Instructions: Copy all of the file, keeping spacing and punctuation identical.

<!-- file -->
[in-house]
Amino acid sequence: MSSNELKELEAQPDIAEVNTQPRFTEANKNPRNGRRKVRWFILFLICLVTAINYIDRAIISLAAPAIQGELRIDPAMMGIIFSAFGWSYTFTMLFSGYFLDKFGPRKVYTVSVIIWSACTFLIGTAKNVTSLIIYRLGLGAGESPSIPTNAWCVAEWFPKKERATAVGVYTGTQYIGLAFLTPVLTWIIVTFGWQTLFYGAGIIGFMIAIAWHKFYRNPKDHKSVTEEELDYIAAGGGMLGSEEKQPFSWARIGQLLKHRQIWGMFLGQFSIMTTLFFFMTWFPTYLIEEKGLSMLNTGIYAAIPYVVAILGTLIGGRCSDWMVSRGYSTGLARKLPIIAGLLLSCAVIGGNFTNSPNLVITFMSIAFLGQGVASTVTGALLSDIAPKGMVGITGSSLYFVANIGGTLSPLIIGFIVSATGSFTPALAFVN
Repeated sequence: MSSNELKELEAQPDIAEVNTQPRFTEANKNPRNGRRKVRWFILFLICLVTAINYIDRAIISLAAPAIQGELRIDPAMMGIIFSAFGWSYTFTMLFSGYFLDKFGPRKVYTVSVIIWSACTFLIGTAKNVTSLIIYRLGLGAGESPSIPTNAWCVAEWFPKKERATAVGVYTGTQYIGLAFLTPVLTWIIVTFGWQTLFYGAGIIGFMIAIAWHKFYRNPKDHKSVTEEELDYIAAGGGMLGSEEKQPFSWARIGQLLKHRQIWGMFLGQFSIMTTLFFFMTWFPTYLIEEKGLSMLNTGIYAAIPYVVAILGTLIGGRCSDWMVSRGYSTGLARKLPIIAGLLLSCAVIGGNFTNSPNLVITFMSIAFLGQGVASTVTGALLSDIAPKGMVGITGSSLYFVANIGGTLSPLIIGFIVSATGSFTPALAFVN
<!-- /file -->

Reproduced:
[in-house]
Amino acid sequence: MSSNELKELEAQPDIAEVNTQPRFTEANKNPRNGRRKVRWFILFLICLVTAINYIDRAIISLAAPAIQGELRIDPAMMGIIFSAFGWSYTFTMLFSGYFLDKFGPRKVYTVSVIIWSACTFLIGTAKNVTSLIIYRLGLGAGESPSIPTNAWCVAEWFPKKERATAVGVYTGTQYIGLAFLTPVLTWIIVTFGWQTLFYGAGIIGFMIAIAWHKFYRNPKDHKSVTEEELDYIAAGGGMLGSEEKQPFSWARIGQLLKHRQIWGMFLGQFSIMTTLFFFMTWFPTYLIEEKGLSMLNTGIYAAIPYVVAILGTLIGGRCSDWMVSRGYSTGLARKLPIIAGLLLSCAVIGGNFTNSPNLVITFMSIAFLGQGVASTVTGALLSDIAPKGMVGITGSSLYFVANIGGTLSPLIIGFIVSATGSFTPALAFVN
Repeated sequence: MSSNELKELEAQPDIAEVNTQPRFTEANKNPRNGRRKVRWFILFLICLVTAINYIDRAIISLAAPAIQGELRIDPAMMGIIFSAFGWSYTFTMLFSGYFLDKFGPRKVYTVSVIIWSACTFLIGTAKNVTSLIIYRLGLGAGESPSIPTNAWCVAEWFPKKERATAVGVYTGTQYIGLAFLTPVLTWIIVTFGWQTLFYGAGIIGFMIAIAWHKFYRNPKDHKSVTEEELDYIAAGGGMLGSEEKQPFSWARIGQLLKHRQIWGMFLGQFSIMTTLFFFMTWFPTYLIEEKGLSMLNTGIYAAIPYVVAILGTLIGGRCSDWMVSRGYSTGLARKLPIIAGLLLSCAVIGGNFTNSPNLVITFMSIAFLGQGVASTVTGALLSDIAPKGMVGITGSSLYFVANIGGTLSPLIIGFIVSATGSFTPALAFVN